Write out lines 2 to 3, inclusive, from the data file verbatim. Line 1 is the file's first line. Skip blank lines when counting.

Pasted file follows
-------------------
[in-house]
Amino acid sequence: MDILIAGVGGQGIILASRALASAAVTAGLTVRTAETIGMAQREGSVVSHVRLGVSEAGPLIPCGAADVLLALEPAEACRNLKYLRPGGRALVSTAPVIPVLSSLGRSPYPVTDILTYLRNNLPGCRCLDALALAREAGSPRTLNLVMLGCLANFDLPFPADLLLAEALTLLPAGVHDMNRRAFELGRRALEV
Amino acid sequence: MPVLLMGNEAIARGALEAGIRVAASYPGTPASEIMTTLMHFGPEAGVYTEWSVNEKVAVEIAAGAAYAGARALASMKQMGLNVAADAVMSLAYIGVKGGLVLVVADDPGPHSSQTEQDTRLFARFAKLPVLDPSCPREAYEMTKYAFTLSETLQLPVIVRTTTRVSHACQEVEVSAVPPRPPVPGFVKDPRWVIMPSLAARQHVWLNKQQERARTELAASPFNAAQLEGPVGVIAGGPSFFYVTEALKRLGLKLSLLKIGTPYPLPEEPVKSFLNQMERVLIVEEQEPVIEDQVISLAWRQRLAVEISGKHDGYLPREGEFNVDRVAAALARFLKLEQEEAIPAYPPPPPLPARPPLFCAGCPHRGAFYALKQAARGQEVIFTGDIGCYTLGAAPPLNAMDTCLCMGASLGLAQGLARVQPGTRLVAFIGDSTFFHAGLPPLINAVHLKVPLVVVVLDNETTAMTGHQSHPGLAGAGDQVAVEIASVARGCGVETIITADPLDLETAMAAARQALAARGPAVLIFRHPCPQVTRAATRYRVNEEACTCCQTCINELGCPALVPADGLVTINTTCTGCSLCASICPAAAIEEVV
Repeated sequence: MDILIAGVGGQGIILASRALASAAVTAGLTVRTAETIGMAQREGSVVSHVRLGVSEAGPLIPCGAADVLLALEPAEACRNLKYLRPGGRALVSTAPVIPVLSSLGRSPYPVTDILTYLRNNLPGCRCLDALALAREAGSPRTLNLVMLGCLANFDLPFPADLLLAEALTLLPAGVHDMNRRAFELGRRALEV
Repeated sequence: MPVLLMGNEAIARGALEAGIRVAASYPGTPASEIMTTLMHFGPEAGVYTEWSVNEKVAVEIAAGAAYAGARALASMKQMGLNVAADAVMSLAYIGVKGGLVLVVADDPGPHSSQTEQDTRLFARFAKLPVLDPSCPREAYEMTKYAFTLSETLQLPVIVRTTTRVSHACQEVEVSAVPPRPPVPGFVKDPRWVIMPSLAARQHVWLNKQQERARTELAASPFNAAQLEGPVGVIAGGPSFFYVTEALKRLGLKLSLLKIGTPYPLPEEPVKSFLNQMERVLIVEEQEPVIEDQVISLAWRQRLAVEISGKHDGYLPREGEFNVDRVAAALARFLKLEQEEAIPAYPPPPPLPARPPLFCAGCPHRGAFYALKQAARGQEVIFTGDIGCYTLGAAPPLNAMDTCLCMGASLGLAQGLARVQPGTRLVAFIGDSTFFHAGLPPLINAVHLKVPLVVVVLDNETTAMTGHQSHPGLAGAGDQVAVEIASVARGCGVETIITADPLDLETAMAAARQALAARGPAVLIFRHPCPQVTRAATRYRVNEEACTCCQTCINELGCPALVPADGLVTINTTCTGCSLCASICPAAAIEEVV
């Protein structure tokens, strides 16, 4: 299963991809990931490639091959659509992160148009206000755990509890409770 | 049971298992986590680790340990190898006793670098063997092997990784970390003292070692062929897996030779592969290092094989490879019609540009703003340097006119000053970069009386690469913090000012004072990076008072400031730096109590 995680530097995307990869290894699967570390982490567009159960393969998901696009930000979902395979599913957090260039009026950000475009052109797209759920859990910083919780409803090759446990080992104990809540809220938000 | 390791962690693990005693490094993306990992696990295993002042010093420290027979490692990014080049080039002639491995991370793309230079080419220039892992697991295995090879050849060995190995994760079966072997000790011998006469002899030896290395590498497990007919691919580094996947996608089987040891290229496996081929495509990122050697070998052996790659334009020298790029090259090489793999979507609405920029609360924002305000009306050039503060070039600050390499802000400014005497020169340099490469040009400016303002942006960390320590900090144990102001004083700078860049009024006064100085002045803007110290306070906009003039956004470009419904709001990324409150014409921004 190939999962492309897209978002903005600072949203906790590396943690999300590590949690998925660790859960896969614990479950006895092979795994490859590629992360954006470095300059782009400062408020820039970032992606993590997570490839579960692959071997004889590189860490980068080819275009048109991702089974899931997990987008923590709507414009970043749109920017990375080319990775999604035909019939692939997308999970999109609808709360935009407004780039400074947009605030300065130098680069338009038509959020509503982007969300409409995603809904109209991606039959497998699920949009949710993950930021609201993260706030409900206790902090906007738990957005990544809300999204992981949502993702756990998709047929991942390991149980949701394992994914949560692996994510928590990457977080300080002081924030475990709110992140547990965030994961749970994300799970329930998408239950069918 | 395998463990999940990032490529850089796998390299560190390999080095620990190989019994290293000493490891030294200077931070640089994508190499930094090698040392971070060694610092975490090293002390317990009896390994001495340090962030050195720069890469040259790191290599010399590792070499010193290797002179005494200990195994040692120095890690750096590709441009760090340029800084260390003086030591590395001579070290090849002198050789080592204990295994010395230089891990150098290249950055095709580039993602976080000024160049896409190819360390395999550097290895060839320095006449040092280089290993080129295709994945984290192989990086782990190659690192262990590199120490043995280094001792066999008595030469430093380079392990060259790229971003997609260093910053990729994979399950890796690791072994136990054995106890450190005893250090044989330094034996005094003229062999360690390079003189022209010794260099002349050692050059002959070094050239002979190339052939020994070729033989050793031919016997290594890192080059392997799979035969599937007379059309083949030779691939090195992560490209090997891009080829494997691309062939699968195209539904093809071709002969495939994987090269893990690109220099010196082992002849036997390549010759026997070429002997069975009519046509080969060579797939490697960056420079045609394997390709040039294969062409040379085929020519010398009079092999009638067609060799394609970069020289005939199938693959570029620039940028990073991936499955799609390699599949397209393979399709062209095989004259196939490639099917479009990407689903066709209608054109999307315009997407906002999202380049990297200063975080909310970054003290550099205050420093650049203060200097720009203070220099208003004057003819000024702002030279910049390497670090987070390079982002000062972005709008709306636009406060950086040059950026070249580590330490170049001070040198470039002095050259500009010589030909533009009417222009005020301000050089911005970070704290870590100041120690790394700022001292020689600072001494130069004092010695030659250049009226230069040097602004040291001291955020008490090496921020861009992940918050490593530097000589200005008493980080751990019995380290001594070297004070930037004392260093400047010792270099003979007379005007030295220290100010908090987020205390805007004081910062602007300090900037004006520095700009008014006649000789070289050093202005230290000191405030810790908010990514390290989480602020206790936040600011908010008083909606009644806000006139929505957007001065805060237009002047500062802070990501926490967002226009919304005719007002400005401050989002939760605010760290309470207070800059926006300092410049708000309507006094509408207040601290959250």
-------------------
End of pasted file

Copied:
Amino acid sequence: MDILIAGVGGQGIILASRALASAAVTAGLTVRTAETIGMAQREGSVVSHVRLGVSEAGPLIPCGAADVLLALEPAEACRNLKYLRPGGRALVSTAPVIPVLSSLGRSPYPVTDILTYLRNNLPGCRCLDALALAREAGSPRTLNLVMLGCLANFDLPFPADLLLAEALTLLPAGVHDMNRRAFELGRRALEV
Amino acid sequence: MPVLLMGNEAIARGALEAGIRVAASYPGTPASEIMTTLMHFGPEAGVYTEWSVNEKVAVEIAAGAAYAGARALASMKQMGLNVAADAVMSLAYIGVKGGLVLVVADDPGPHSSQTEQDTRLFARFAKLPVLDPSCPREAYEMTKYAFTLSETLQLPVIVRTTTRVSHACQEVEVSAVPPRPPVPGFVKDPRWVIMPSLAARQHVWLNKQQERARTELAASPFNAAQLEGPVGVIAGGPSFFYVTEALKRLGLKLSLLKIGTPYPLPEEPVKSFLNQMERVLIVEEQEPVIEDQVISLAWRQRLAVEISGKHDGYLPREGEFNVDRVAAALARFLKLEQEEAIPAYPPPPPLPARPPLFCAGCPHRGAFYALKQAARGQEVIFTGDIGCYTLGAAPPLNAMDTCLCMGASLGLAQGLARVQPGTRLVAFIGDSTFFHAGLPPLINAVHLKVPLVVVVLDNETTAMTGHQSHPGLAGAGDQVAVEIASVARGCGVETIITADPLDLETAMAAARQALAARGPAVLIFRHPCPQVTRAATRYRVNEEACTCCQTCINELGCPALVPADGLVTINTTCTGCSLCASICPAAAIEEVV